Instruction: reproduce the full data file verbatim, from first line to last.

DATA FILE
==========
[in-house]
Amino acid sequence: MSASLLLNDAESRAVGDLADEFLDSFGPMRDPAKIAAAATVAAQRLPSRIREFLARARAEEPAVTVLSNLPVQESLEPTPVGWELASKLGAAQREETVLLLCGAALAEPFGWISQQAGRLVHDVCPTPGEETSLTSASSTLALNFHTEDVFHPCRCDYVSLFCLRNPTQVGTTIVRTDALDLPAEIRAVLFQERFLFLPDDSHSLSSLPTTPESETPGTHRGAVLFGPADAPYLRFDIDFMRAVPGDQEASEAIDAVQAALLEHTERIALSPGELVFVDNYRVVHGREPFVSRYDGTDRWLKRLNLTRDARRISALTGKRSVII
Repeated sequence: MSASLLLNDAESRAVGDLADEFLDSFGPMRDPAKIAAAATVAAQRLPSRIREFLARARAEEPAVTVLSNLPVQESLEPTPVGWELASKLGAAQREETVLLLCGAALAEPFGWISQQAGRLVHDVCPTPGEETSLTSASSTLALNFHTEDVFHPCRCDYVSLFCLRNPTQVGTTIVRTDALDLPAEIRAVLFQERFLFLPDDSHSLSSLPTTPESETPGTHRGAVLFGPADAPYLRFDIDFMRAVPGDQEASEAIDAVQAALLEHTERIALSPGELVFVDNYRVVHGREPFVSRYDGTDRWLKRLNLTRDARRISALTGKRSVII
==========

[in-house]
Amino acid sequence: MSASLLLNDAESRAVGDLADEFLDSFGPMRDPAKIAAAATVAAQRLPSRIREFLARARAEEPAVTVLSNLPVQESLEPTPVGWELASKLGAAQREETVLLLCGAALAEPFGWISQQAGRLVHDVCPTPGEETSLTSASSTLALNFHTEDVFHPCRCDYVSLFCLRNPTQVGTTIVRTDALDLPAEIRAVLFQERFLFLPDDSHSLSSLPTTPESETPGTHRGAVLFGPADAPYLRFDIDFMRAVPGDQEASEAIDAVQAALLEHTERIALSPGELVFVDNYRVVHGREPFVSRYDGTDRWLKRLNLTRDARRISALTGKRSVII
Repeated sequence: MSASLLLNDAESRAVGDLADEFLDSFGPMRDPAKIAAAATVAAQRLPSRIREFLARARAEEPAVTVLSNLPVQESLEPTPVGWELASKLGAAQREETVLLLCGAALAEPFGWISQQAGRLVHDVCPTPGEETSLTSASSTLALNFHTEDVFHPCRCDYVSLFCLRNPTQVGTTIVRTDALDLPAEIRAVLFQERFLFLPDDSHSLSSLPTTPESETPGTHRGAVLFGPADAPYLRFDIDFMRAVPGDQEASEAIDAVQAALLEHTERIALSPGELVFVDNYRVVHGREPFVSRYDGTDRWLKRLNLTRDARRISALTGKRSVII